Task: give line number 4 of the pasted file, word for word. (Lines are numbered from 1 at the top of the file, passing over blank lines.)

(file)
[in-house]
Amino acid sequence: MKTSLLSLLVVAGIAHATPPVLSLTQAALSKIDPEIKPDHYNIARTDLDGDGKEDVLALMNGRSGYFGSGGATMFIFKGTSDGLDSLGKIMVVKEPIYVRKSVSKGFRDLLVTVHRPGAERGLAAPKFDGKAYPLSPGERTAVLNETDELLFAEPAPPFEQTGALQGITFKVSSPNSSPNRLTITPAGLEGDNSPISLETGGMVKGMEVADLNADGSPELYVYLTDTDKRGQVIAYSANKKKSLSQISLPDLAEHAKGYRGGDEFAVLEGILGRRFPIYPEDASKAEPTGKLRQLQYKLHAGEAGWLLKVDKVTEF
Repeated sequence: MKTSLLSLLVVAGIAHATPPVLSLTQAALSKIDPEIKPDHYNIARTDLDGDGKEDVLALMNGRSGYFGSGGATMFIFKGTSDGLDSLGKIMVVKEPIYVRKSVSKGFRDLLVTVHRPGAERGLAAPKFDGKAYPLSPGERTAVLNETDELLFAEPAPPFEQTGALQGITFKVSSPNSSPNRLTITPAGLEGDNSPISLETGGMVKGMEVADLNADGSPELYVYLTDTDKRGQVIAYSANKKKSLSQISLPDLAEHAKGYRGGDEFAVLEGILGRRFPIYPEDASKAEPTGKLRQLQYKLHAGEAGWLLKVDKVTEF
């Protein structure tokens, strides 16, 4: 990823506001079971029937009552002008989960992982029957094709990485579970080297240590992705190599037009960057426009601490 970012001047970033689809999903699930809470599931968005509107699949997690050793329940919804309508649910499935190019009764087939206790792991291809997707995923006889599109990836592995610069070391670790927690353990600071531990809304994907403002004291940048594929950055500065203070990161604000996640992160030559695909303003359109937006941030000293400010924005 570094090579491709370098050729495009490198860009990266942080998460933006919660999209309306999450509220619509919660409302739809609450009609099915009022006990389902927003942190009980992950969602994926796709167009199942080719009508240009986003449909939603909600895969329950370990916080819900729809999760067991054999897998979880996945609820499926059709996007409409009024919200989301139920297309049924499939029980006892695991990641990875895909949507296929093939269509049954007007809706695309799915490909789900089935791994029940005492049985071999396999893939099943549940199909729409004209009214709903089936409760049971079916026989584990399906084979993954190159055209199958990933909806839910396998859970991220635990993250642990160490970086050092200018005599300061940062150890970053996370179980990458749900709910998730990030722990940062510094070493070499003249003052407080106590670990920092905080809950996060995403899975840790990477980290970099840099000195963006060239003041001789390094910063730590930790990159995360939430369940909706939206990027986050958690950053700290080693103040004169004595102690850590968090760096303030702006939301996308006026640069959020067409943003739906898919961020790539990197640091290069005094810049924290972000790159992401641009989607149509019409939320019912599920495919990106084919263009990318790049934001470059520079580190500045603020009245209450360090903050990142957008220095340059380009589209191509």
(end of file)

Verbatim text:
């Protein structure tokens, strides 16, 4: 990823506001079971029937009552002008989960992982029957094709990485579970080297240590992705190599037009960057426009601490 970012001047970033689809999903699930809470599931968005509107699949997690050793329940919804309508649910499935190019009764087939206790792991291809997707995923006889599109990836592995610069070391670790927690353990600071531990809304994907403002004291940048594929950055500065203070990161604000996640992160030559695909303003359109937006941030000293400010924005 570094090579491709370098050729495009490198860009990266942080998460933006919660999209309306999450509220619509919660409302739809609450009609099915009022006990389902927003942190009980992950969602994926796709167009199942080719009508240009986003449909939603909600895969329950370990916080819900729809999760067991054999897998979880996945609820499926059709996007409409009024919200989301139920297309049924499939029980006892695991990641990875895909949507296929093939269509049954007007809706695309799915490909789900089935791994029940005492049985071999396999893939099943549940199909729409004209009214709903089936409760049971079916026989584990399906084979993954190159055209199958990933909806839910396998859970991220635990993250642990160490970086050092200018005599300061940062150890970053996370179980990458749900709910998730990030722990940062510094070493070499003249003052407080106590670990920092905080809950996060995403899975840790990477980290970099840099000195963006060239003041001789390094910063730590930790990159995360939430369940909706939206990027986050958690950053700290080693103040004169004595102690850590968090760096303030702006939301996308006026640069959020067409943003739906898919961020790539990197640091290069005094810049924290972000790159992401641009989607149509019409939320019912599920495919990106084919263009990318790049934001470059520079580190500045603020009245209450360090903050990142957008220095340059380009589209191509």